As the internet becomes an increasingly large part of our social lives, benefits and opportunities abound. (I speak as someone whose job is conducted almost entirely over wireless networks.) However, parents can't afford to ignore the darker sides of digital experience. So knowing the easiest ways for strangers to access your kids online means you can better protect your kids and teens from the threats of this brave new world.
Teaching your children to manage their online presence safely is a life lesson in the 21st century — one just as important as riding a bike or learning to drive. In decades past, parents tried to constantly monitor their children's activities through software or password sharing. (Remember how annoying, and ineffective that technique was?) Today it makes more sense to view the internet as an extension of your child's daily life. That means you should keep it age appropriate, but allow some freedom, too. Between Instagram and Facebook, you don't have time to monitor your child's every move, and it's probably not healthy for them if you do.
"In a way, millennials have the advantage of teaching their kids [about cybersecurity and safety] at a much younger age," explains Michael Kaiser, the Executive Director of the National Cyber Security Alliance (NCSA), in an interview with Romper. Knowing the most common ways strangers target children through mobile devices and computers will help you choose safety solutions that work best for your family.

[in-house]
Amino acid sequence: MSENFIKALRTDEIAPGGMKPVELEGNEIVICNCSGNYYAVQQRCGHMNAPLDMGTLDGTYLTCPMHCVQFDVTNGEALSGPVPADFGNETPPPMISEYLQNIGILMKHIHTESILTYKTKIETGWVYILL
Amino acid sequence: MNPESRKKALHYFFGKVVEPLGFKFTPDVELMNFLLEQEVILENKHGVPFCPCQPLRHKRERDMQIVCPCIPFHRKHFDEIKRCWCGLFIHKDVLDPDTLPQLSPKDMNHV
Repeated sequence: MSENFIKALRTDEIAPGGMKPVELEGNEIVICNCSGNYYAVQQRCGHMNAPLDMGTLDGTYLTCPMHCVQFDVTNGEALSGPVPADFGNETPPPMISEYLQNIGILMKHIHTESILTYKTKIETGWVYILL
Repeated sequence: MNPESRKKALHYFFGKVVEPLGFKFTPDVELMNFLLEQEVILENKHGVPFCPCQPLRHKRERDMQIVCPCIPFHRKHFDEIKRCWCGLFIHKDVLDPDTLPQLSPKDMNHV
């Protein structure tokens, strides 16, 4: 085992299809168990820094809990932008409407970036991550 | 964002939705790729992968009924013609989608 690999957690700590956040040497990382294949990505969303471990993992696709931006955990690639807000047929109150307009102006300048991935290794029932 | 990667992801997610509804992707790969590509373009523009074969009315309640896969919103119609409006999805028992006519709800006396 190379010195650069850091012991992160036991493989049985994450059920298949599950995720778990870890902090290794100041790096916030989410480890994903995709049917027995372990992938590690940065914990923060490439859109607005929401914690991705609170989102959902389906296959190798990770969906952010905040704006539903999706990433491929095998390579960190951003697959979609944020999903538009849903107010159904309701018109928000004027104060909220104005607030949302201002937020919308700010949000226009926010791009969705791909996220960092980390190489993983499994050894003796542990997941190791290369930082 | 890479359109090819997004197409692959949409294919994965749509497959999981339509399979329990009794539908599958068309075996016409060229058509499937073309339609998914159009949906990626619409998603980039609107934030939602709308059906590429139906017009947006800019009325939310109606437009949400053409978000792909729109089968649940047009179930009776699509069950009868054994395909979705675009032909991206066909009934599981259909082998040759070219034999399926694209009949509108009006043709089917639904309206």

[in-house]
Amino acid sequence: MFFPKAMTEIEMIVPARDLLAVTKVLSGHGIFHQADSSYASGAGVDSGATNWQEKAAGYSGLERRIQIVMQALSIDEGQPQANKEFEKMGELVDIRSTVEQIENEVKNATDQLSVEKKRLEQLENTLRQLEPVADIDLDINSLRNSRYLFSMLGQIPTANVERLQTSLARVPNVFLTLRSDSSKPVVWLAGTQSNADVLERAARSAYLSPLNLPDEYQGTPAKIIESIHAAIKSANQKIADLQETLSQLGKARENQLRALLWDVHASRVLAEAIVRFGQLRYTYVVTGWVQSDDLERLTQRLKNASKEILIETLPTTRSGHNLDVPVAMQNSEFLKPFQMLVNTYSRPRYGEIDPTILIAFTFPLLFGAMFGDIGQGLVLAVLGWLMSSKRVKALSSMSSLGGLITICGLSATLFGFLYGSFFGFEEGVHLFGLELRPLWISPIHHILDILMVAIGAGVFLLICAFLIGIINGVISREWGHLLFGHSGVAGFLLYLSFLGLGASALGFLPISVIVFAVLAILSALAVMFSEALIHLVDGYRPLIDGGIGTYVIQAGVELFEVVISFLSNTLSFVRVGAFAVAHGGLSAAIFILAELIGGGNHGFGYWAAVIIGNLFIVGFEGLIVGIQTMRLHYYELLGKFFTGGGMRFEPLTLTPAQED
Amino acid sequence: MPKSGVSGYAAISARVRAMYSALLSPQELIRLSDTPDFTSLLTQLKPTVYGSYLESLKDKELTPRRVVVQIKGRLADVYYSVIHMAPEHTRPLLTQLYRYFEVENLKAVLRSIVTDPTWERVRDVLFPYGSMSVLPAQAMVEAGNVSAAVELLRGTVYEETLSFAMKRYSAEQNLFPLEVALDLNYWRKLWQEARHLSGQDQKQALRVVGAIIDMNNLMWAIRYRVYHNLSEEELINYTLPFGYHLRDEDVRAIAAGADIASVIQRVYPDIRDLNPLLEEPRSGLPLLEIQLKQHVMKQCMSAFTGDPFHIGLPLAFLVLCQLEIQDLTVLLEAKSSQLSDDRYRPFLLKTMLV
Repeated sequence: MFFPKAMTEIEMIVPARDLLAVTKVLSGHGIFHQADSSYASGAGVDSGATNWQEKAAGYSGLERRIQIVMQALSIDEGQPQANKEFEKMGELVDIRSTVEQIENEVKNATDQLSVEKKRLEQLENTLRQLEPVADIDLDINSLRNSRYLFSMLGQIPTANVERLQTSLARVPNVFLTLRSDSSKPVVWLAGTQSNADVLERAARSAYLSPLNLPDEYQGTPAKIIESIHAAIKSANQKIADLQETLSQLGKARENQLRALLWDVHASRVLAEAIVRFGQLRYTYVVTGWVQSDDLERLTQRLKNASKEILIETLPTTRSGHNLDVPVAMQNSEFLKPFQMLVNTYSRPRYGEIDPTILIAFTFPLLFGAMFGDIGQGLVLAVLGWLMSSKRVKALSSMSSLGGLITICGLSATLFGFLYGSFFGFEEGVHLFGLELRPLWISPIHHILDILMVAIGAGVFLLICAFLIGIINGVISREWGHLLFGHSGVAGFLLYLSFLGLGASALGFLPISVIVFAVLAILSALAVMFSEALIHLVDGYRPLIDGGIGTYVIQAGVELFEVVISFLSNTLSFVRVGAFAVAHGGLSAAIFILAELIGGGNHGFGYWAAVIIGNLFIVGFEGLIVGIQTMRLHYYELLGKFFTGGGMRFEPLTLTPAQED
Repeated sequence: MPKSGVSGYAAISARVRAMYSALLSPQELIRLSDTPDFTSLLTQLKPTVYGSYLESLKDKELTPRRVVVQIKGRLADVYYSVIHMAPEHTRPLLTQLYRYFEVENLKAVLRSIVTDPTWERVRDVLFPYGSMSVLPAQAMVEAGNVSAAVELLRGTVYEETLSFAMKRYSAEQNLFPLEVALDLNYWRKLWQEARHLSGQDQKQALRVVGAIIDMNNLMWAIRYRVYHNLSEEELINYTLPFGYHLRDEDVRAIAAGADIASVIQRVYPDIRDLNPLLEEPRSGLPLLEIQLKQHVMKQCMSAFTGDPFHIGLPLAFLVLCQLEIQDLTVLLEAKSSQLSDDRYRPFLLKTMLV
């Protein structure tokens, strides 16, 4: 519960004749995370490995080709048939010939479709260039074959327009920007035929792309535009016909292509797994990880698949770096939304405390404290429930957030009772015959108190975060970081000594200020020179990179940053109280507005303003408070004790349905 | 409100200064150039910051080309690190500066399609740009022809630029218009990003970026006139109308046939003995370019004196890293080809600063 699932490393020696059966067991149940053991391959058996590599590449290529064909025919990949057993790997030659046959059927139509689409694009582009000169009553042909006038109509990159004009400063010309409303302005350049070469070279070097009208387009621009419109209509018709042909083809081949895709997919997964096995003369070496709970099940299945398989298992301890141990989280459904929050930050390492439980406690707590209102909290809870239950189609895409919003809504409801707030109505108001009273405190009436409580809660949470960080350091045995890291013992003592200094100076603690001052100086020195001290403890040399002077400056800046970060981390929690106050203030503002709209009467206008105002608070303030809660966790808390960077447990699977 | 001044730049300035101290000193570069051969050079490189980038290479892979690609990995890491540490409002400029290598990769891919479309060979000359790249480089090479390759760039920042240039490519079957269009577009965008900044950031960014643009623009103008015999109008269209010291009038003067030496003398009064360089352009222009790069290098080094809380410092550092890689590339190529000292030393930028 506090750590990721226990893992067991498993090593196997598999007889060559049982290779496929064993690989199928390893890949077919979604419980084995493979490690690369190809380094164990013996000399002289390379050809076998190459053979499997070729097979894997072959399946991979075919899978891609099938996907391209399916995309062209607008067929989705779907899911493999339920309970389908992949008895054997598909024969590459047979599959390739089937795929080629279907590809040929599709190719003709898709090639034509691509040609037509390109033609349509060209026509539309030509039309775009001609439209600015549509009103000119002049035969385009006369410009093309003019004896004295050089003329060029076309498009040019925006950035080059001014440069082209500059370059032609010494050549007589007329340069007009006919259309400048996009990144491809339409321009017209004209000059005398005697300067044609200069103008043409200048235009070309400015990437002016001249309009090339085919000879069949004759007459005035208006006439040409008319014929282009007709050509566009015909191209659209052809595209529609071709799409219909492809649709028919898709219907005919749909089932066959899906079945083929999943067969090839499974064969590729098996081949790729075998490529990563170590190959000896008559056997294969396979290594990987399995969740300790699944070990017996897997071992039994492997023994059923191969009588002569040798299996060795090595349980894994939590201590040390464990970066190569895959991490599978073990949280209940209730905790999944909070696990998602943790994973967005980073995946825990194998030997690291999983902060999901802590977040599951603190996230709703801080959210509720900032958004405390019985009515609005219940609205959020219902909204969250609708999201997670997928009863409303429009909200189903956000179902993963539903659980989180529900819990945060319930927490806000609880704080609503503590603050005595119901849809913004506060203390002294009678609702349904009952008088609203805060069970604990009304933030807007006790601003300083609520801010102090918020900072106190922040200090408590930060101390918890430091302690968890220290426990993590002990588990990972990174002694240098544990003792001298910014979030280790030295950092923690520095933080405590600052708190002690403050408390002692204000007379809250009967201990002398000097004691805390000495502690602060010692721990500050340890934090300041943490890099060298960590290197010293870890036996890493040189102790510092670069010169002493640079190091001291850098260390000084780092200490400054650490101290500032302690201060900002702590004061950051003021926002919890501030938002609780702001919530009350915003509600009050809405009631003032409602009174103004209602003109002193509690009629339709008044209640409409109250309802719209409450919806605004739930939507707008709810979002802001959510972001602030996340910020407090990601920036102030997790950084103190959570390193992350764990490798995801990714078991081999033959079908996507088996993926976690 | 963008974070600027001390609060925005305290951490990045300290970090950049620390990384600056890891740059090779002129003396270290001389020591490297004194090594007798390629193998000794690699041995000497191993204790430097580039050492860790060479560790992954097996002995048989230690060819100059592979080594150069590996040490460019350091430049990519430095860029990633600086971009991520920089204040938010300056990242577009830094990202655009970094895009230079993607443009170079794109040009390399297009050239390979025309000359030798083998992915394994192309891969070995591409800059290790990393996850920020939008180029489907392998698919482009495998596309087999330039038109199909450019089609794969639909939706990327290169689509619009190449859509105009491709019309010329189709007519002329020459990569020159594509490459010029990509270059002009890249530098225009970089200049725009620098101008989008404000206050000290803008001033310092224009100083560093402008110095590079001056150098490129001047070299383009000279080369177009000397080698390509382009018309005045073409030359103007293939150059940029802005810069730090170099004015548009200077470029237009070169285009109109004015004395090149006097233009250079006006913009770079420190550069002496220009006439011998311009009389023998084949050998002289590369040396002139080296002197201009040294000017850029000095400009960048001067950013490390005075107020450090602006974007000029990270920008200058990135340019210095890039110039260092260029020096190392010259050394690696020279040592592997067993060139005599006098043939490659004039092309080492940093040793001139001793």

1. Through Networks Truly Meant For Adults
Facebook, like a host of social media networks, requires users to be at least 13 to set up an account. Nevertheless, The Atlantic reported a study showing that a quarter of U.S. kids 12 and under who participated in the study had used the site. Rather frighteningly, a significant number of those children were 10 years of age or younger.
The trouble is that Facebook wasn't designed for such young users. When kids rush willy nilly onto Facebook and Instagram, they're apt to fall into all kinds of traps. Kids using adult networks are vulnerable to solicitations, scams, and bullying; their privacy is also at risk. According to Kaiser, apps specifically designed for kids employ safeguards, like a moderator on the lookout for troubling communications, or an approval process users must undergo before joining. Grown-up networks, on the other hand, are "wide open."